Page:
Unbundling the Washington Post
How a small startup a took a piece of Bezos’s new pie
In late September, 2013, we got a call from a search engine in need of our services. A vertical search engine for churches called FaithStreet. A church engine.
They were part of the Techstars NYC 2013 class, picked up by the incubator after two years of bootstrapping. They had also just raised funding from the Graham Holdings (formerly The Washington Post Company) and from other notable investors.
We were intrigued since we have been working with the Washington Post for almost a year under its Kaplan subsidiary. And coincidentally, we sit directly above the Washington Post offices of Slate.com and The Root in the West Village. Simultaneously, the news just hit that Amazon CEO Jeff Bezos personally acquired the paper for $250 million on October 1.
Just weeks before the sale of the paper, The Washington Post agreed to sell the paper’s religion section (“On Faith”) to FaithStreet. On Faith was founded by some influential folks in Washington’s elite inner circle, and some of the articles have been written by the likes of notable figures such as Desmond Tutu. FaithStreet became the new owner of this historical archive of content.
FaithStreet would be required to identify seven years of On Faith content across the Washington Post’s vast network of sites (including Newsweek) and migrate it over to the FaithStreet.com website. FaithStreet would need to design and build a new home at http://faithstreet.com/onfaith to house the content consisting of articles, comments, videos, author profiles, and more. They would also need to write the redirects for all the On Faith content from the Washington Post to the corresponding URLs on the FaithStreet website.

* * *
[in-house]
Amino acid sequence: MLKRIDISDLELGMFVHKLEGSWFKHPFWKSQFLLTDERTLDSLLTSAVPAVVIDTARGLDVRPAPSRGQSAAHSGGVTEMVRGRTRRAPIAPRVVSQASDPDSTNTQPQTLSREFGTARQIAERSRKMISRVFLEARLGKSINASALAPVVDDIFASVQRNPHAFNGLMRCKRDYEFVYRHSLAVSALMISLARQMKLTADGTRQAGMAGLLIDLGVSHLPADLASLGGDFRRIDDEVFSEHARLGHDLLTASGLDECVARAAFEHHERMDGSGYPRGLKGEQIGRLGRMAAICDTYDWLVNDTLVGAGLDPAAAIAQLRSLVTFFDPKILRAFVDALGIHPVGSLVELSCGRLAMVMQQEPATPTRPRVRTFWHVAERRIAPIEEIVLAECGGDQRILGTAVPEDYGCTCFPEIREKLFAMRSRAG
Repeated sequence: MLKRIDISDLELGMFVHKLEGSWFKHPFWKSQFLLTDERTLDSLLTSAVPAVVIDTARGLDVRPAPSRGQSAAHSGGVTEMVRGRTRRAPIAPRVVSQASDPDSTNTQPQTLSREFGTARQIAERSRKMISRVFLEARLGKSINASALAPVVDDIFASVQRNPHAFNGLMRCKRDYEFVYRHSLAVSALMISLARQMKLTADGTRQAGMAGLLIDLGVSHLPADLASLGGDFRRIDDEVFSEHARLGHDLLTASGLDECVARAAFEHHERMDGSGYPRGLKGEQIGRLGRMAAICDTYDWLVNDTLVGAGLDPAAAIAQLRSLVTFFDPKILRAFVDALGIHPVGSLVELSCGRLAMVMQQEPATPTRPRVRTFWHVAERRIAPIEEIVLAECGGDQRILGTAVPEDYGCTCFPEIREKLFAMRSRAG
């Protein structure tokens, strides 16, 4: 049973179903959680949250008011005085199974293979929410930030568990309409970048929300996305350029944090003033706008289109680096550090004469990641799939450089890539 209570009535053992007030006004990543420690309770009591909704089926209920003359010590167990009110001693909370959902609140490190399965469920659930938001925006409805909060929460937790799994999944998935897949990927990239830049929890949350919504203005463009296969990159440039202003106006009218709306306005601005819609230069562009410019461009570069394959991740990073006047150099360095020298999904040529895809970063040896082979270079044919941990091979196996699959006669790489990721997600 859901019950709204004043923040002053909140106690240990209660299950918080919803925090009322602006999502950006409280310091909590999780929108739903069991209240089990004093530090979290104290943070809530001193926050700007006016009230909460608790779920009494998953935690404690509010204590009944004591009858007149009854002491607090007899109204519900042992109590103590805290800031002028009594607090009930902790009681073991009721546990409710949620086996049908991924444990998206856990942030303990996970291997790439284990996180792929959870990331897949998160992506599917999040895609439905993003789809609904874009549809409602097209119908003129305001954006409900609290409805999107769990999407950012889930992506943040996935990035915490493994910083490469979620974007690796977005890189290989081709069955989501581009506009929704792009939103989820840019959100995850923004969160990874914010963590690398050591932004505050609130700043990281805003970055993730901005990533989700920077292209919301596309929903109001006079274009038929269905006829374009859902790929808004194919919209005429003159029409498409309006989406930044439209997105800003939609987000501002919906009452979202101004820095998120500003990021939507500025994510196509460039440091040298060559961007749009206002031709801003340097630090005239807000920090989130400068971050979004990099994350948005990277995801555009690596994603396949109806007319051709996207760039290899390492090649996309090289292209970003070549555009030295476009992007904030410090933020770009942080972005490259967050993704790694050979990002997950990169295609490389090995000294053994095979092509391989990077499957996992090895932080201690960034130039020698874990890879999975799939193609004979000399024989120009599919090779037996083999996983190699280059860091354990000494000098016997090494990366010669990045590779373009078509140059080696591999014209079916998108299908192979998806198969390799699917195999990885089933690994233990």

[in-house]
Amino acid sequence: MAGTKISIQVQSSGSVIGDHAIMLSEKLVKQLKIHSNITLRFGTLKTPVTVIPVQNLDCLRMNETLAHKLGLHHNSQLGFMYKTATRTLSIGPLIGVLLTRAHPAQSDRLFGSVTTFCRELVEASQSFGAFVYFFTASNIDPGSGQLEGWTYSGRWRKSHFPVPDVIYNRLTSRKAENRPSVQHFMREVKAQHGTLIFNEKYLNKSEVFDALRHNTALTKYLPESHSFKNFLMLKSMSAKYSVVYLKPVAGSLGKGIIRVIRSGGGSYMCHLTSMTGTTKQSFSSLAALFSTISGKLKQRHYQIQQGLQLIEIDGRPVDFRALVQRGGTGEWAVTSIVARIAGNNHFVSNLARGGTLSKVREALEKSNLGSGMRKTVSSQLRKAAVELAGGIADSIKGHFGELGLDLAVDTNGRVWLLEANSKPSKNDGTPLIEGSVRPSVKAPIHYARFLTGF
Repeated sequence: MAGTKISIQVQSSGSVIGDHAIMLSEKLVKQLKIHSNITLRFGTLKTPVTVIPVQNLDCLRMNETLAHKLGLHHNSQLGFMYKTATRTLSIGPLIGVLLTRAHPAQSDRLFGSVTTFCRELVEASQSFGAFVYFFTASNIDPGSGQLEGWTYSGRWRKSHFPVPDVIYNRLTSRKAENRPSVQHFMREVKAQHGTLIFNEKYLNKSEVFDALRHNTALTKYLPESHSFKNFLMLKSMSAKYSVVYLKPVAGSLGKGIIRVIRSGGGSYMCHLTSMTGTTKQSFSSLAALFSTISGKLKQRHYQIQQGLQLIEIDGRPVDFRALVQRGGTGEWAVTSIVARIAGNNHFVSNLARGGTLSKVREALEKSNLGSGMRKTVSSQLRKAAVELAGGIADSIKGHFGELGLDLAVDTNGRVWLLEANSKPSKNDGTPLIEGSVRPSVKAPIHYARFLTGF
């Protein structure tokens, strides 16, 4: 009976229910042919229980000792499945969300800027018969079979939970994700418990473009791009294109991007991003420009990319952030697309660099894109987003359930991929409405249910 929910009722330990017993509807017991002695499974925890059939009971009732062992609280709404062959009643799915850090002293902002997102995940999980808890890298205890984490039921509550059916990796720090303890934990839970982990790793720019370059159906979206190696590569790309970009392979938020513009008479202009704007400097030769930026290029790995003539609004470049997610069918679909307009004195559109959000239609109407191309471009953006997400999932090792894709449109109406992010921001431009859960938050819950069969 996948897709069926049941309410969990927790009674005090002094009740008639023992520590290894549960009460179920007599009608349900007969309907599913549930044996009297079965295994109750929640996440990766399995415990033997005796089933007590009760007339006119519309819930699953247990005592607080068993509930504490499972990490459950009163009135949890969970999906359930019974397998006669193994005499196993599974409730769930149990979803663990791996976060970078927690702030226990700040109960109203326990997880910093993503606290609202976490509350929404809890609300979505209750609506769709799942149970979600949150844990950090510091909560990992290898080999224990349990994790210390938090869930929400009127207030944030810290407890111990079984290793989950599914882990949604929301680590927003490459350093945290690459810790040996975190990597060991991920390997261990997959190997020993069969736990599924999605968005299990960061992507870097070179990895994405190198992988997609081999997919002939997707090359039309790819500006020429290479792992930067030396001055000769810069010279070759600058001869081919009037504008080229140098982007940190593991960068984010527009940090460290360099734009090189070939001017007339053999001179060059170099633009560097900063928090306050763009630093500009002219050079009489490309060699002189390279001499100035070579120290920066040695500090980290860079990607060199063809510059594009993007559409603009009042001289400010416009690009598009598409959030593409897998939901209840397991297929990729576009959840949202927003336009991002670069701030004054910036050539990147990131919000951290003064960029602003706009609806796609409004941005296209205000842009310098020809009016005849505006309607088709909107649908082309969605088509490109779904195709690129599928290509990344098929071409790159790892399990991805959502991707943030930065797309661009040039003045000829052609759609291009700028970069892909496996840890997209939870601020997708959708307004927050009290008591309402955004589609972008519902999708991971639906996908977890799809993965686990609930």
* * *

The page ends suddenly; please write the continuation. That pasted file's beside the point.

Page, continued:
All this was bound by a legal agreement that set the deadline for the migration as December 15, 2013 — all while adjusting to the fact that the new man in charge of the Post was now Jeff Bezos.
We struck a deal with FaithStreet to do all the work. In just under two months, we had to do the following:
1. Identify the content. Not an easy task since the network of WaPo sites is distributed over a myriad of subdomains, servers, CMS’s, and subfolders. The content was scattered, and the data unstructured.
3. Write the redirects that would live on the WashingtonPost.com servers that would take users to Faithstreet.com. The redirects had to be type 301 (permanent), to pass PageRank from the Post to Faithstreet for SEO purposes, and written in the nginx syntax. The agreement between the Washington Post and FaithStreet permitted a limited number of rewrite rules for 1:1 matching. It turned out that less than 20 rules (regex matches) total would be required for all 13,000+ articles, several hundred author pages, index, and category pages. Considering that many URLs look like this:
We were happy that we didn’t need nearly as many as allotted to match all the variations of patterns. The only content that needed 1:1 matches were the videos since each has a unique identifier in the URL.
4. Design a new site that would be responsive on mobile and tablets. We needed to find a designer that specializes in web user experiences, and hired the team over at Mr. UX. We attempted to create the mockups, but they were rejected since they didn’t conform to the vision of the new publication.
The Washington Post website (like many newspaper websites) are designed to mimic the print versions. FaithStreet wanted something very readable along the lines of medium.com or qz.com, with the shareability of an Upworthy (as per their design brief).